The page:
Chairman Ian Watmore has left the England and Wales Cricket Board.
The 63-year-old, who took over from Colin Graves in September 2020, departs after serving only 13 months of a five-year term.
The ECB said he had reached a “mutual agreement” to stand down at the end of the domestic season.
Watmore said: “It is with regret that I step down as chair of the ECB, but I do so in mindfulness of my own wellbeing and that of the game which I love.”
He added: “I was appointed to the post in a pre-pandemic era, but Covid has meant the role and its demands on time are dramatically different to all our original expectations, which has taken a personal toll on me.
“Given this, the board and I feel the ECB will be better served by a new chair to take it forward post pandemic.
“Leaving now, at the end of the season, gives the board time to find a new chair to support cricket through the challenges of the 2022 season and beyond.”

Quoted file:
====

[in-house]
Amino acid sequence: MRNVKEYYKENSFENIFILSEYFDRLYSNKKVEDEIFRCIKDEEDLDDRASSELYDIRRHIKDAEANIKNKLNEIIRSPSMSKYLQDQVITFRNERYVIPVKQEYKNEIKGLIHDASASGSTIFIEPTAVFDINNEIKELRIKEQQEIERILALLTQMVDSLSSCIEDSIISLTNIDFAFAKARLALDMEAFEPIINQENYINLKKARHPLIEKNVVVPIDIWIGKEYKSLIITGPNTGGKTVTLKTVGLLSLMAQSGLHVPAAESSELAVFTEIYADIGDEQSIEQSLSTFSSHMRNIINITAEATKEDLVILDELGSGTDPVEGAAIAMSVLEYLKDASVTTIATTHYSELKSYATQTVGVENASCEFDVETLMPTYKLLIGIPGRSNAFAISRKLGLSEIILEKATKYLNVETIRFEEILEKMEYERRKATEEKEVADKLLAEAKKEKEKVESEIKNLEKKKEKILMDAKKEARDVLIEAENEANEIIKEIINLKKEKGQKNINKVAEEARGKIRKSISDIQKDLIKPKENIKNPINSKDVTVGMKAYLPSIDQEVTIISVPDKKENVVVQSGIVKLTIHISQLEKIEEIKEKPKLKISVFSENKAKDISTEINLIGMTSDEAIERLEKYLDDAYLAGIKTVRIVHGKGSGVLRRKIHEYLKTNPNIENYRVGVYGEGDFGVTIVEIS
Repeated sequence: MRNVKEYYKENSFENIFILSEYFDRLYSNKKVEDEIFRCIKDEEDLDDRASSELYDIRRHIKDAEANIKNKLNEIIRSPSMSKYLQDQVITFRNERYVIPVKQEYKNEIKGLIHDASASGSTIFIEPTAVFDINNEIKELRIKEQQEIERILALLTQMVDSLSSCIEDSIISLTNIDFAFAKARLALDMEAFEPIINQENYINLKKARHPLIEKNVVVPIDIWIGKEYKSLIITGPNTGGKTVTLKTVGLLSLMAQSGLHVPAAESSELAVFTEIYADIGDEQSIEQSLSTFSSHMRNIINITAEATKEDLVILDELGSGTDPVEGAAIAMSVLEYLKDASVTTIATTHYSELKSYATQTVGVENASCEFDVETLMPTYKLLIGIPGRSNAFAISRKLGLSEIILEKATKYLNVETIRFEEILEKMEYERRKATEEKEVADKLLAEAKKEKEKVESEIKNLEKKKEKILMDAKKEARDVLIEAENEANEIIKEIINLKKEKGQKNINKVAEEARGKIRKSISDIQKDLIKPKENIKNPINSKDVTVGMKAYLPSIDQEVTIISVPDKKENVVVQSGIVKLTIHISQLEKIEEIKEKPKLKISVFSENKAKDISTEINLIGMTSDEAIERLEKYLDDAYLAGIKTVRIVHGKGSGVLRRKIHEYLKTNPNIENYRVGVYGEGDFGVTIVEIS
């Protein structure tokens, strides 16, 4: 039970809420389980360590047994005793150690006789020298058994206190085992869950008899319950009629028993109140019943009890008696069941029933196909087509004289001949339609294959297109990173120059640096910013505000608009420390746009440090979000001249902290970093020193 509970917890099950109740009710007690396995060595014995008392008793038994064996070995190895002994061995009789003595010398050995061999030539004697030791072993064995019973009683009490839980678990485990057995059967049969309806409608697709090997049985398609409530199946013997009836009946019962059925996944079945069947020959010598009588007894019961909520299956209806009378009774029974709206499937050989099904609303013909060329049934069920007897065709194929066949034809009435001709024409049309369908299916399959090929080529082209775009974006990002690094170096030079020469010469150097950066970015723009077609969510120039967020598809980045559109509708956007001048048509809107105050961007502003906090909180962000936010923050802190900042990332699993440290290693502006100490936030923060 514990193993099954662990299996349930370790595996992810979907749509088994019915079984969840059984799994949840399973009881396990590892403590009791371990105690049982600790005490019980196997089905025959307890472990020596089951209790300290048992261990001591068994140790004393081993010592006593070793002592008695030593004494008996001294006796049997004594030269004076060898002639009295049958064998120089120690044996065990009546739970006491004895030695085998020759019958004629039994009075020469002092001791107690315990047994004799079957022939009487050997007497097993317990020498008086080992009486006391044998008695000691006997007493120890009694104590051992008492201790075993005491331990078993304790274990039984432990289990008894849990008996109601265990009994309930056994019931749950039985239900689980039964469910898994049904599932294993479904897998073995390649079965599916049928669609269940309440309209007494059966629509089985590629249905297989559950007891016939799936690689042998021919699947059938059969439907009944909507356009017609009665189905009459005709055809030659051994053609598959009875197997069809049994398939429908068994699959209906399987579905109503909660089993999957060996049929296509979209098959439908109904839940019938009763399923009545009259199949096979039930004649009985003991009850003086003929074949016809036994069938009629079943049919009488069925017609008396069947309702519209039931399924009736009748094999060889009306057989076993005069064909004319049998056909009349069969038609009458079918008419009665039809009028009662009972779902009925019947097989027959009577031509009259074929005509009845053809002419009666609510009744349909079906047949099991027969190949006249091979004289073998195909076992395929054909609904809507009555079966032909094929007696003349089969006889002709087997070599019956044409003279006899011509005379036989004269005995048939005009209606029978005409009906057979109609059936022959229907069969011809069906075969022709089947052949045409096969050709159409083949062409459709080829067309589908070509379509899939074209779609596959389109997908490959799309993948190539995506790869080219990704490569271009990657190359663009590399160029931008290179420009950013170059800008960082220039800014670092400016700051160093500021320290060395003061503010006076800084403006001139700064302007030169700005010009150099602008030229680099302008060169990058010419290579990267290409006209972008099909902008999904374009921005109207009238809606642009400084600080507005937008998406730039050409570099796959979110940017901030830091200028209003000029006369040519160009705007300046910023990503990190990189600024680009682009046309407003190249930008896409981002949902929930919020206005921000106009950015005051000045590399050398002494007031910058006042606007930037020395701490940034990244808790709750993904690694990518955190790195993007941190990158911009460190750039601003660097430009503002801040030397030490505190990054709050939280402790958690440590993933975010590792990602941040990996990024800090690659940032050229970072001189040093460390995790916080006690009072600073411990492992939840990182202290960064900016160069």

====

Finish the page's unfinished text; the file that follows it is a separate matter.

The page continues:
Deputy chairman Barry O’Brien will step up on an interim basis but will not seek to take the post long term.
Watmore is a former chief executive of the Football Association and senior civil servant.
His departure comes as the ECB prepares to meet to make a decision on whether or not England men’s Ashes tour of Australia this winter will go ahead.
The board will meet in the coming days to decide on the tour, which has been under threat because of the conditions in which it will be held as a result of coronavirus.
On Monday the ECB said it will “decide whether the conditions are sufficient for the tour to go ahead and enable the selection of a squad befitting a series of this significance”.
Since then, positive talks have been held between England players and Cricket Australia to move the tour a step closer to being confirmed.
Watmore departs soon after the England men’s and women’s teams withdrew from limited-overs series in Pakistan scheduled for this month.
The ECB said there were “increasing concerns about travelling to the region” and that going ahead with the tour would will “add further pressure to a playing group who have already coped with a long period of operating in restricted Covid environments”.
Watmore’s tenure also included the launch of The Hundred, the ECB’s new tournament that saw men’s and women’s teams compete in a 100-ball format this summer.